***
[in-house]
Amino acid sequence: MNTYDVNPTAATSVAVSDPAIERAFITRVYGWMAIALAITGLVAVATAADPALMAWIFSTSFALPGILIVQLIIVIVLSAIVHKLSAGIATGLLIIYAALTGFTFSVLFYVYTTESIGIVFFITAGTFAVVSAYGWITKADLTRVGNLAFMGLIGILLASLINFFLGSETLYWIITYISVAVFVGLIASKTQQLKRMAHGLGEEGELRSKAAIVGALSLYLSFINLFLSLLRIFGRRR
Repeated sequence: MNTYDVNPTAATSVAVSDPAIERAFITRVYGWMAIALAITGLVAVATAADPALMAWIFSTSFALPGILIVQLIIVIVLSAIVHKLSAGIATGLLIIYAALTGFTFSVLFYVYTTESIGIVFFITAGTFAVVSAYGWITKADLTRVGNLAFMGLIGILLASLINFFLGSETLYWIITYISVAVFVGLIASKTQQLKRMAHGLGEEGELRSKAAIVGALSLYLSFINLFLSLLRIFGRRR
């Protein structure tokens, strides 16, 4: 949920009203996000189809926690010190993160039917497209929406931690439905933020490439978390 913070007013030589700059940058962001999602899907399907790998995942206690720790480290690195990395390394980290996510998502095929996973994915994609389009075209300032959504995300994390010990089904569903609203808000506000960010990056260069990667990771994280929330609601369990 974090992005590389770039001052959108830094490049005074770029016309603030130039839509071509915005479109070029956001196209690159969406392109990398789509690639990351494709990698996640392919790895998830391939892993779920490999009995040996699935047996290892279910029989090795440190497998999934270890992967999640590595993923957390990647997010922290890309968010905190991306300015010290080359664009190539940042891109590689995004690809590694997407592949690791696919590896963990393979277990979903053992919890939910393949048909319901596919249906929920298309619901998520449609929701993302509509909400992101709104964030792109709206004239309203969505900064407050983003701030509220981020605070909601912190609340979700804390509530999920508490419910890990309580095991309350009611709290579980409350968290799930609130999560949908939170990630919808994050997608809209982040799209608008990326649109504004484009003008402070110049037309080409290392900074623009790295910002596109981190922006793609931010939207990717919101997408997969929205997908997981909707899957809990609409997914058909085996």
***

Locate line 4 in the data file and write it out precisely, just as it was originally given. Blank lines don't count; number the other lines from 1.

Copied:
């Protein structure tokens, strides 16, 4: 949920009203996000189809926690010190993160039917497209929406931690439905933020490439978390 913070007013030589700059940058962001999602899907399907790998995942206690720790480290690195990395390394980290996510998502095929996973994915994609389009075209300032959504995300994390010990089904569903609203808000506000960010990056260069990667990771994280929330609601369990 974090992005590389770039001052959108830094490049005074770029016309603030130039839509071509915005479109070029956001196209690159969406392109990398789509690639990351494709990698996640392919790895998830391939892993779920490999009995040996699935047996290892279910029989090795440190497998999934270890992967999640590595993923957390990647997010922290890309968010905190991306300015010290080359664009190539940042891109590689995004690809590694997407592949690791696919590896963990393979277990979903053992919890939910393949048909319901596919249906929920298309619901998520449609929701993302509509909400992101709104964030792109709206004239309203969505900064407050983003701030509220981020605070909601912190609340979700804390509530999920508490419910890990309580095991309350009611709290579980409350968290799930609130999560949908939170990630919808994050997608809209982040799209608008990326649109504004484009003008402070110049037309080409290392900074623009790295910002596109981190922006793609931010939207990717919101997408997969929205997908997981909707899957809990609409997914058909085996």